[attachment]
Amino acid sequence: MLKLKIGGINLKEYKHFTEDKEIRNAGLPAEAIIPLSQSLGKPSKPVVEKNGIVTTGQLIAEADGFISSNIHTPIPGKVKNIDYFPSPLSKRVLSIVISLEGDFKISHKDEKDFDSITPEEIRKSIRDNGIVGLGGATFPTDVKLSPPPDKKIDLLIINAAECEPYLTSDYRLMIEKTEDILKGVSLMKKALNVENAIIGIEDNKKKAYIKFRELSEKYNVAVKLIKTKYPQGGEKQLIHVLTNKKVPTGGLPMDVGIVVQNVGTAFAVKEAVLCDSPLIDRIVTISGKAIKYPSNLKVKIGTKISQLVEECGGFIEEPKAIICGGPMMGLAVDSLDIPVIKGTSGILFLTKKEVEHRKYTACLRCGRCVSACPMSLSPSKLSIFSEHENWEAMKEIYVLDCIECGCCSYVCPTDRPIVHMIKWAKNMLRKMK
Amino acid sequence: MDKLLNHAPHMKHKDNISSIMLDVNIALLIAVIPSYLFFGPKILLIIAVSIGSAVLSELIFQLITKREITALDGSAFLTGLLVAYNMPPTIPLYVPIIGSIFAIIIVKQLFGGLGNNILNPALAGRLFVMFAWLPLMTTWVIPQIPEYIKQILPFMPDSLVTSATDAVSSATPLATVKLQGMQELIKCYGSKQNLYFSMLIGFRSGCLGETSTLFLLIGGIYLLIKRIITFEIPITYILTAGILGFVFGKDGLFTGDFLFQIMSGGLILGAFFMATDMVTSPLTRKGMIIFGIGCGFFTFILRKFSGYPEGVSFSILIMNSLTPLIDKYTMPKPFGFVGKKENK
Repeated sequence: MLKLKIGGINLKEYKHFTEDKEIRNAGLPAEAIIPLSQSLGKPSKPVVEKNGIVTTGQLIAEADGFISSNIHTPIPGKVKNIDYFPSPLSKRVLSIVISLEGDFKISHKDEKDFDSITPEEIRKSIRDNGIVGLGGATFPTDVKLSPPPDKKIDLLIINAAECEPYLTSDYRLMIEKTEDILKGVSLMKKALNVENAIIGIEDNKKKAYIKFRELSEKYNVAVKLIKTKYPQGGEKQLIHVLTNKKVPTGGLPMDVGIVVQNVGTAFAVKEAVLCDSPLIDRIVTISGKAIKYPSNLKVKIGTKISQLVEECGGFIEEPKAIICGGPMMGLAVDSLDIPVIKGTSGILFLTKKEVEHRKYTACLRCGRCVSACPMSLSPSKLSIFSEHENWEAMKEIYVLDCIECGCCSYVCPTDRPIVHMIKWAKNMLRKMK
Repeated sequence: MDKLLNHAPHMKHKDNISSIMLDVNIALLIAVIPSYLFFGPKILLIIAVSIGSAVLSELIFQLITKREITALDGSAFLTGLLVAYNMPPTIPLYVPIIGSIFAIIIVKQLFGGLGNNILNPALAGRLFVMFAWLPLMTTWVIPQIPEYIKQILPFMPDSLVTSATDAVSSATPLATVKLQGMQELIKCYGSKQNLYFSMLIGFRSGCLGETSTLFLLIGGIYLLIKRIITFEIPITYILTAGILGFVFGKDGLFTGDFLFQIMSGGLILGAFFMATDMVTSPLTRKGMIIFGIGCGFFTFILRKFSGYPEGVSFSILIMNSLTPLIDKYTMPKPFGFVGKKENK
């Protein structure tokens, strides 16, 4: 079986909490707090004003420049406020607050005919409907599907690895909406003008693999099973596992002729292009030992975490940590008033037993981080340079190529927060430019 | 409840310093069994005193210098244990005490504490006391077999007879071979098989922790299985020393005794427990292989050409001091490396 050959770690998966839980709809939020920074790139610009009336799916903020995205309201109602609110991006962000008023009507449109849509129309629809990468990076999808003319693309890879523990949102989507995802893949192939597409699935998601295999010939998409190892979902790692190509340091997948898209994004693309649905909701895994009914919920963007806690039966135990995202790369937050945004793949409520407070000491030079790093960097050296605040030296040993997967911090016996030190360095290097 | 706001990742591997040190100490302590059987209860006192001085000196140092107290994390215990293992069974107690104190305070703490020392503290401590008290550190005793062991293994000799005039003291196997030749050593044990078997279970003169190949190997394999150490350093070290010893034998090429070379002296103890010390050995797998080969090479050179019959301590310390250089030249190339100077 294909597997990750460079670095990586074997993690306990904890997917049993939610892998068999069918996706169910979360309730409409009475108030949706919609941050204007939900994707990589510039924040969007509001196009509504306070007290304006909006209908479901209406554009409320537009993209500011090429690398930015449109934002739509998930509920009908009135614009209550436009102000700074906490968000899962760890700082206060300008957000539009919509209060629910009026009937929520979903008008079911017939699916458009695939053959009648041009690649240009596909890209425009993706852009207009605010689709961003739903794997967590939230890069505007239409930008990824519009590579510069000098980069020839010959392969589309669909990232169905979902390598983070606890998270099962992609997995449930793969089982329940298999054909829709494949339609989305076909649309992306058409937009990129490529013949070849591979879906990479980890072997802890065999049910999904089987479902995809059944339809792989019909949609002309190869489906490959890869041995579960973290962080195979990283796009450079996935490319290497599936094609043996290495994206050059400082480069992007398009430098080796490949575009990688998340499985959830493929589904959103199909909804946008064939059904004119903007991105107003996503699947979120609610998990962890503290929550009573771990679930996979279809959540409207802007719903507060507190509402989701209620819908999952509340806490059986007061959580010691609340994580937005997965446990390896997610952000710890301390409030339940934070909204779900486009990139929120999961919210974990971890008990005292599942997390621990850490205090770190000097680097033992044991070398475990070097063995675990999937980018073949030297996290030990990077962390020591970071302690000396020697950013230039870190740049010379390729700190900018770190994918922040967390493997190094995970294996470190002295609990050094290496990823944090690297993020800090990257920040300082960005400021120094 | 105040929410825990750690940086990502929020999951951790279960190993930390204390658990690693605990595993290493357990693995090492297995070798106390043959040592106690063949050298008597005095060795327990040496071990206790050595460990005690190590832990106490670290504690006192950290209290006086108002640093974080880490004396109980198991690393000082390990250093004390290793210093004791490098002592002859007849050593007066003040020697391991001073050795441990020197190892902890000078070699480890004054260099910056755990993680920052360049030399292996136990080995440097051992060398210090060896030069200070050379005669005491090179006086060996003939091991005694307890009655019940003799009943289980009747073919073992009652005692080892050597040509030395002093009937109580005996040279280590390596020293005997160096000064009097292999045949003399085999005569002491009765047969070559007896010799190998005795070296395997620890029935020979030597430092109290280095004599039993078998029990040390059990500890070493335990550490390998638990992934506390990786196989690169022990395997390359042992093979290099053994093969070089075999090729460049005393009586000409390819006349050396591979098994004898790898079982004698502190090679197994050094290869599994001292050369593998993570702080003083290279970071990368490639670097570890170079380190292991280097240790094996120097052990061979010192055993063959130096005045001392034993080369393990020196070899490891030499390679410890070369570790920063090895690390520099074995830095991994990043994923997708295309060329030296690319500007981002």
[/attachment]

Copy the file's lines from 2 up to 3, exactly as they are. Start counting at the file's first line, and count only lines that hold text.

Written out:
Amino acid sequence: MDKLLNHAPHMKHKDNISSIMLDVNIALLIAVIPSYLFFGPKILLIIAVSIGSAVLSELIFQLITKREITALDGSAFLTGLLVAYNMPPTIPLYVPIIGSIFAIIIVKQLFGGLGNNILNPALAGRLFVMFAWLPLMTTWVIPQIPEYIKQILPFMPDSLVTSATDAVSSATPLATVKLQGMQELIKCYGSKQNLYFSMLIGFRSGCLGETSTLFLLIGGIYLLIKRIITFEIPITYILTAGILGFVFGKDGLFTGDFLFQIMSGGLILGAFFMATDMVTSPLTRKGMIIFGIGCGFFTFILRKFSGYPEGVSFSILIMNSLTPLIDKYTMPKPFGFVGKKENK
Repeated sequence: MLKLKIGGINLKEYKHFTEDKEIRNAGLPAEAIIPLSQSLGKPSKPVVEKNGIVTTGQLIAEADGFISSNIHTPIPGKVKNIDYFPSPLSKRVLSIVISLEGDFKISHKDEKDFDSITPEEIRKSIRDNGIVGLGGATFPTDVKLSPPPDKKIDLLIINAAECEPYLTSDYRLMIEKTEDILKGVSLMKKALNVENAIIGIEDNKKKAYIKFRELSEKYNVAVKLIKTKYPQGGEKQLIHVLTNKKVPTGGLPMDVGIVVQNVGTAFAVKEAVLCDSPLIDRIVTISGKAIKYPSNLKVKIGTKISQLVEECGGFIEEPKAIICGGPMMGLAVDSLDIPVIKGTSGILFLTKKEVEHRKYTACLRCGRCVSACPMSLSPSKLSIFSEHENWEAMKEIYVLDCIECGCCSYVCPTDRPIVHMIKWAKNMLRKMK